Design a Basement Apartment

Whether you're looking for extra income or need a place for aging parents to live, here are tips for flipping your basement into a comfortable living, dining and sleeping space.


By: Barbara Ballinger

Homeowners have numerous reasons to convert a basement into an apartment: A returning college grad might need a rent-free place to live while accumulating savings; they may need a place to house an au pair for their young children, have an aging parent or grandparent who doesn't want to live alone, or want income by renting otherwise unused space.

"If the home is near a college, there could be high demand for a renter who doesn't want to live in a dorm," says Neil Salvage, general manager of Lending Tree Home Pros, which connects contractors and homeowners.



Kathryn and Steven Van Asselt found yet another reason after they purchased a house in Portland, OR, two years ago with a 700-square-foot basement. They knew the location would appeal to those moving into the area and not wanting to reside temporarily in a hotel.

With Steven's expertise as a general contractor and owner of Van Asselt Construction, they also knew they could make improvements affordably, and their prior experience as landlords gave them a leg-up on what renters seek and how the process works. They first checked city regulations to be sure they could have someone live fulltime within their premises and pay rent, install a working kitchen, meet criteria for minimum ceiling height (at least 6'8"), and have the right number of egresses for safe exit.


To save space in their basement apartment Kathryn and Steven placed the washer and dryer in the bathroom.

To save space in their basement apartment Kathryn and Steven placed the washer and dryer in the bathroom.

Next, they had the space inspected to be certain it was dry—and would remain so. Then, they were ready to make changes—provide a private access to the street so their tenants wouldn't have to enter and exit their home, break through concrete walls to enlarge windows to add light to the bedroom and living walls, add insulation for warmth and sound dampening to cut noise to their upstairs level, install a full kitchen and bathroom, and paint walls.

Furnishing the apartment became the fun part of the process, but they kept costs down by purchasing mostly at IKEA. "We knew that people like IKEA because it's modern and cheerful," says Kathryn, a professor at Portland State University. She also knew to add in nice perks—good coffee maker, HD flat-screen TV, towels, real closet space, laundry equipment, and stack of maps and brochures about Portland. They estimate total costs at between $15,000 and $20,000, and have been able to find renters through Craigslist who pay $400 a week, with one-month minimum stay.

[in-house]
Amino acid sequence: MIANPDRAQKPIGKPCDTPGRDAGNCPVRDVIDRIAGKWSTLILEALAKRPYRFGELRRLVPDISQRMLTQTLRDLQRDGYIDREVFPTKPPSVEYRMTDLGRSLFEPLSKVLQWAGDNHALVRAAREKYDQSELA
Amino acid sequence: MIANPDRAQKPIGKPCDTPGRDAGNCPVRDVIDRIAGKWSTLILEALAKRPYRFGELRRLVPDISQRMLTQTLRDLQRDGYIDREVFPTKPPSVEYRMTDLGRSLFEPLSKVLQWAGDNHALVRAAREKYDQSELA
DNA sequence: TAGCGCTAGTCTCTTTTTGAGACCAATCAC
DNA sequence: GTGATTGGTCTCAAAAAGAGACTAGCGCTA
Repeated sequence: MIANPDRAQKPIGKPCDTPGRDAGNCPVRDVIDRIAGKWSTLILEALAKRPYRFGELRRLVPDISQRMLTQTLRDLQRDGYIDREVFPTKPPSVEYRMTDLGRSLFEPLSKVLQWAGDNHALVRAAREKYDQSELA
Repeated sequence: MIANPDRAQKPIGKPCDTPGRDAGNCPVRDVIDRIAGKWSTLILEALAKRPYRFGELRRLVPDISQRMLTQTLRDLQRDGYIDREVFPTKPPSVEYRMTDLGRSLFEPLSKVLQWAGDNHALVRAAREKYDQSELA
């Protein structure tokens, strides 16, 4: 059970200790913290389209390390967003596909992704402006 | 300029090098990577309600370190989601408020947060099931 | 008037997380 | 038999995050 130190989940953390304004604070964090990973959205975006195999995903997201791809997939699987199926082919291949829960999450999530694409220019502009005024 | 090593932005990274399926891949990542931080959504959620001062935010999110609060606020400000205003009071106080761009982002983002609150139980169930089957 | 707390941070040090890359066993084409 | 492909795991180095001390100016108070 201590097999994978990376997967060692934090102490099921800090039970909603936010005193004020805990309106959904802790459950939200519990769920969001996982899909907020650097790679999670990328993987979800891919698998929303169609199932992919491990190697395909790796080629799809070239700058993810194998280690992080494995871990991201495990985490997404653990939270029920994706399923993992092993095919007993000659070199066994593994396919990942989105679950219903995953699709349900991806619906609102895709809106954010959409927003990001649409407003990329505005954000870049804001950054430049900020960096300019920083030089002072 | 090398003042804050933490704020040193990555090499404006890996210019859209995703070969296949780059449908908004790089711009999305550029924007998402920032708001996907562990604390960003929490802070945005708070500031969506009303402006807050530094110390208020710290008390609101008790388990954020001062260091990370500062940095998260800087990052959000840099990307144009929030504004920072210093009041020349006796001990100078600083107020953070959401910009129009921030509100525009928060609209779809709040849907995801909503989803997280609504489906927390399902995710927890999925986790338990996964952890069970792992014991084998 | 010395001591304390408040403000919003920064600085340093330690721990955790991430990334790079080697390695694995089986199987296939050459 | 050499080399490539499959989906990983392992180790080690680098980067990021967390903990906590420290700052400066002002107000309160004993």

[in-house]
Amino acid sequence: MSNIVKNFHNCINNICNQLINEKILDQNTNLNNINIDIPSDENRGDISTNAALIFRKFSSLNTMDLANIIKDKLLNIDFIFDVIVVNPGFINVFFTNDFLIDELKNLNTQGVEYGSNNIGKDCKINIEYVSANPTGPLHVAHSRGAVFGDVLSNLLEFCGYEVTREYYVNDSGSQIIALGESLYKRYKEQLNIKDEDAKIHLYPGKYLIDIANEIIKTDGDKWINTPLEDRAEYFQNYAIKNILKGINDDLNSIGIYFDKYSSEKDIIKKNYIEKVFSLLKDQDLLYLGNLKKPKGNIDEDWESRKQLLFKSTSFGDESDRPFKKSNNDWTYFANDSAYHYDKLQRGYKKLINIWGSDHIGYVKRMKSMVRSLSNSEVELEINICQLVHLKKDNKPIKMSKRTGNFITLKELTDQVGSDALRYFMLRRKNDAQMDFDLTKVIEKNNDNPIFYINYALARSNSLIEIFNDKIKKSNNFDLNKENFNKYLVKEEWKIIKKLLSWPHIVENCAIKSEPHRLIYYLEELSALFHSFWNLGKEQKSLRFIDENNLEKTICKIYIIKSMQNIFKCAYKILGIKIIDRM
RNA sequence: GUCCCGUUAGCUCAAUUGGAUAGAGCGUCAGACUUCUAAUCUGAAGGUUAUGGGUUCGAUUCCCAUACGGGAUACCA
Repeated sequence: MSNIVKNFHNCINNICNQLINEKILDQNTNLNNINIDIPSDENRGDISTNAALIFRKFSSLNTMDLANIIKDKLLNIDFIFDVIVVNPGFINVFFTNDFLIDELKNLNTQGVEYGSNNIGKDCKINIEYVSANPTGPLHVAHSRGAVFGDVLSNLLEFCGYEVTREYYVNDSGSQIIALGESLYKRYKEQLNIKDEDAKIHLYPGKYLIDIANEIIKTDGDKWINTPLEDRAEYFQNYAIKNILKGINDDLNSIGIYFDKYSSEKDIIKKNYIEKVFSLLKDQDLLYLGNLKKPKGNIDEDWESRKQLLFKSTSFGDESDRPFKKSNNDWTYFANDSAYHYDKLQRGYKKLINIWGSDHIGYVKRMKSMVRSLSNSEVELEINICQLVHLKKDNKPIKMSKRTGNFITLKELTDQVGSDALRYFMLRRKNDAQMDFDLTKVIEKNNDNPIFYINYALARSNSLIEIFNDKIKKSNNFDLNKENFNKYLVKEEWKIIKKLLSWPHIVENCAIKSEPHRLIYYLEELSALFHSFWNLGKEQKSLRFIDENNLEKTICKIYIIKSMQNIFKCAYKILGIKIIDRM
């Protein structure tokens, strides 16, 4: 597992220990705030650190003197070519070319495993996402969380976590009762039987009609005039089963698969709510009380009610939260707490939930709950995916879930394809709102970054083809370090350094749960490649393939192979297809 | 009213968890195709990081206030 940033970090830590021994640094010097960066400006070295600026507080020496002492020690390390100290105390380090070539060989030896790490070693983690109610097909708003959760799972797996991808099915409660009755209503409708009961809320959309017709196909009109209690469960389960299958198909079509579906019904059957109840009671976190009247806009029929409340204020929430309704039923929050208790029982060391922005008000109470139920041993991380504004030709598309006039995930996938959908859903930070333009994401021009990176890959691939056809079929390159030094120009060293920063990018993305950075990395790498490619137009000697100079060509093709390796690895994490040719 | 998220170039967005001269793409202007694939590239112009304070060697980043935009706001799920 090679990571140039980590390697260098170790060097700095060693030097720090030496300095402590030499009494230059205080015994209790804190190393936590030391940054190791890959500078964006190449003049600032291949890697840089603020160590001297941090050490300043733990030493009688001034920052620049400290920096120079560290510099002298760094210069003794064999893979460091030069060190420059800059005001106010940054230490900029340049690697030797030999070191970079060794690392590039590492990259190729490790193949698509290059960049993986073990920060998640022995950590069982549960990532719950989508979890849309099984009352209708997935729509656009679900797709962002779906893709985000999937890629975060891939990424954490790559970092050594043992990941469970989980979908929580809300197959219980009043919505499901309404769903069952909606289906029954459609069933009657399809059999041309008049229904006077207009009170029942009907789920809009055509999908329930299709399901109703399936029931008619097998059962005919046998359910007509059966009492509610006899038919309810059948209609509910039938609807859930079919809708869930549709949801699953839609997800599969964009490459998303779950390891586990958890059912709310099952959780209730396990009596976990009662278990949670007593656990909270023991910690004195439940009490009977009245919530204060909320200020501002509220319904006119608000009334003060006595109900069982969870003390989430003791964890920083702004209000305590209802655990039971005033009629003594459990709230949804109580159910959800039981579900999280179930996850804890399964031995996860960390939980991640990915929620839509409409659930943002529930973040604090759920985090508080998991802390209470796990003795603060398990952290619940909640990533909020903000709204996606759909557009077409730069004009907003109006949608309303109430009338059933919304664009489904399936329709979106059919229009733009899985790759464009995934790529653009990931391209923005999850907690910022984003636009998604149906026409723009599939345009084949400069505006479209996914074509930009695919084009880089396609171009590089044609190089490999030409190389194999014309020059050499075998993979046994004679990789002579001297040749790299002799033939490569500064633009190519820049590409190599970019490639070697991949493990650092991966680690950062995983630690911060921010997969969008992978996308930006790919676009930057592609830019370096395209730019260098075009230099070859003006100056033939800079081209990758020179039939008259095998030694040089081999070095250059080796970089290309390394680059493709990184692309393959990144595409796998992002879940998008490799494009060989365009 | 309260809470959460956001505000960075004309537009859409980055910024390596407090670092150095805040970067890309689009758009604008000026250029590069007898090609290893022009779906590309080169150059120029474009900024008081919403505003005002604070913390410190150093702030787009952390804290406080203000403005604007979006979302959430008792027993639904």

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Here's what else the couple and others suggest:

  • For smaller apartments, focus on space-saving furnishings and appliances, such as wall-mounted toilets and Murphy beds, says Marianne Cusato, author of The Just Right Home and designer of the tiny post-Hurricane Katrina cottage.
  • Tie plumbing into the main home's existing stacks to save since this is typically the biggest basement expense, says architect Duo Dickinson.
  • Focus on comfort and warmth. Go with carpet tiles or area rugs atop cold stone or concrete; insulate walls, ceilings, floors, and pipes, and use materials that won’t decay if wet, says architect Joe Eisen.
  • Consider a separate mechanical system and sound-proof it if located next to the apartment.
  • Install sufficient artificial light since natural light may be minimal; this may require upgrading your home’s electrical panel.
  • Exposing ceiling beams and ductwork can look fine, says Bree Al- Rashid, managing broker at Redfin Corp; some actually prefer it to dated looking acoustical tiles.
  • If older relatives come to stay now or down the road, consider installing an elevator or at least having a space reserved for it. Though it can run $25,000, that's far less than an assisted care facility, says architect Aaron D. Murphy of ADM-Architecture and a Certified Aging in Place specialist for the National Association of Home Builders. Consider other universal design ideas: color contrasts when levels change, zero thresholds for showers, grab bars in tubs and by toilets, wider doorways, lower counters for wheelchairs to access easily, he says.
  • Think furnishings and surfaces that are easy to clean and maintain, so they'll wear well and look good after renting repeatedly.

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